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Synthetic Biology underpins advances in the bioeconomy

Biological systems - including the simplest cells - exhibit a broad range of functions to thrive in their environment. Research in the Imperial College Centre for Synthetic Biology is focused on the possibility of engineering the underlying biochemical processes to solve many of the challenges facing society, from healthcare to sustainable energy. In particular, we model, analyse, design and build biological and biochemical systems in living cells and/or in cell extracts, both exploring and enhancing the engineering potential of biology. 

As part of our research we develop novel methods to accelerate the celebrated Design-Build-Test-Learn synthetic biology cycle. As such research in the Centre for Synthetic Biology highly multi- and interdisciplinary covering computational modelling and machine learning approaches; automated platform development and genetic circuit engineering ; multi-cellular and multi-organismal interactions, including gene drive and genome engineering; metabolic engineering; in vitro/cell-free synthetic biology; engineered phages and directed evolution; and biomimetics, biomaterials and biological engineering.



BibTex format

author = {Xu, X and Liu, Y and Du, G and Ledesma-Amaro, R and Liu, L},
doi = {10.1016/j.tibtech.2020.01.002},
journal = {Trends in Biotechnology},
pages = {779--796},
title = {Microbial chassis development for natural product biosynthesis},
url = {},
volume = {38},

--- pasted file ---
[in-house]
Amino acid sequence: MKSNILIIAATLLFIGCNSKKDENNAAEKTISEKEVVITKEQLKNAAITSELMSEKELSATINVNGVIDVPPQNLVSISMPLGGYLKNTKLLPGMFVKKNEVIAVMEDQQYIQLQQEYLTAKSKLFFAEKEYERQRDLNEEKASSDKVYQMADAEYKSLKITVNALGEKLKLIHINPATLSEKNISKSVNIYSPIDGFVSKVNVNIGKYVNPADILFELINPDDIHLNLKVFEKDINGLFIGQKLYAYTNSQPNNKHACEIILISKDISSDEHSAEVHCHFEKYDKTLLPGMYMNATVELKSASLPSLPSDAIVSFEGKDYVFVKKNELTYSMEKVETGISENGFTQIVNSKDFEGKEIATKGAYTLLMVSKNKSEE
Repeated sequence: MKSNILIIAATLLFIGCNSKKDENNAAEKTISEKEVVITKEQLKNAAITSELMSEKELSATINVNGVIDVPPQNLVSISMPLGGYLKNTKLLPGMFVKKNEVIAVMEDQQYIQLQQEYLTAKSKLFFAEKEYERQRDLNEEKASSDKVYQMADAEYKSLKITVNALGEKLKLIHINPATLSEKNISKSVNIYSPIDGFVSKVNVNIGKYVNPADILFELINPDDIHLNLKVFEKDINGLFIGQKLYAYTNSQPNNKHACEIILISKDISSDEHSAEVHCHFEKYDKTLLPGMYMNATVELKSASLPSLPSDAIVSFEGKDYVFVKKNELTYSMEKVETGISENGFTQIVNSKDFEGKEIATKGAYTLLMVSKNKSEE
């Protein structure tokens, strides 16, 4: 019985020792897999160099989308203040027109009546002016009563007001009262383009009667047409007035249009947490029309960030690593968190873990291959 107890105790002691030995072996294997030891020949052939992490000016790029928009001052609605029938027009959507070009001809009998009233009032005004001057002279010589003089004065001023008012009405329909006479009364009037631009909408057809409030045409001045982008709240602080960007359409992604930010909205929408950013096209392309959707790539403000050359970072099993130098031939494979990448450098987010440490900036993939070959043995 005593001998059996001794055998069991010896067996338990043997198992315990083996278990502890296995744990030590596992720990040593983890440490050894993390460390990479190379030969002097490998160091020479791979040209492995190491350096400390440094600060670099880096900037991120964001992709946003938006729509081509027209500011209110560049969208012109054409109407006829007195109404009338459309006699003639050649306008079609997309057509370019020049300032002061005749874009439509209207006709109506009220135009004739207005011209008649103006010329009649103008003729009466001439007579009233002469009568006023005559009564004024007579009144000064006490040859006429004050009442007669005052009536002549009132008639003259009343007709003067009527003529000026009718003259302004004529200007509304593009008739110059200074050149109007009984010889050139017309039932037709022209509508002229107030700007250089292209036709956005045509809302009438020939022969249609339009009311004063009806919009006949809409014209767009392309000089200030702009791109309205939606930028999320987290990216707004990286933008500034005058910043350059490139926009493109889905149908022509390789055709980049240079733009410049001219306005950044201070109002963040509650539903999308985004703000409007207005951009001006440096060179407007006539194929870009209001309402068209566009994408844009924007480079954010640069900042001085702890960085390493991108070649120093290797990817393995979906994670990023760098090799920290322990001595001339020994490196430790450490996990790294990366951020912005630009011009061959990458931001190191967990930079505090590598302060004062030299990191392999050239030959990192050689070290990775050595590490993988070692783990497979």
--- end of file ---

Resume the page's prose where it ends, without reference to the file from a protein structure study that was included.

year = {2020}

RIS format (EndNote, RefMan)

AB - Engineering microbial cells to efficiently synthesize high-value-added natural products has received increasing attention in recent years. In this review, we describe the pipeline to build chassis cells for natural product production. First, we discuss recently developed genome mining strategies for identifying and designing biosynthetic modules and compare the characteristics of different host microbes. Then, we summarize state-of-the-art systems metabolic engineering tools for reconstructing and fine-tuning biosynthetic pathways and transport mechanisms. Finally, we discuss the future prospects of building next-generation chassis cells for the production of natural products. This review provides theoretical guidance for the rational design and construction of microbial strains to produce natural products.
AU - Xu,X
AU - Liu,Y
AU - Du,G
AU - Ledesma-Amaro,R
AU - Liu,L
DO - 10.1016/j.tibtech.2020.01.002
EP - 796
PY - 2020///
SN - 0167-7799
SP - 779
TI - Microbial chassis development for natural product biosynthesis
T2 - Trends in Biotechnology
UR -
UR -
UR -
VL - 38
ER -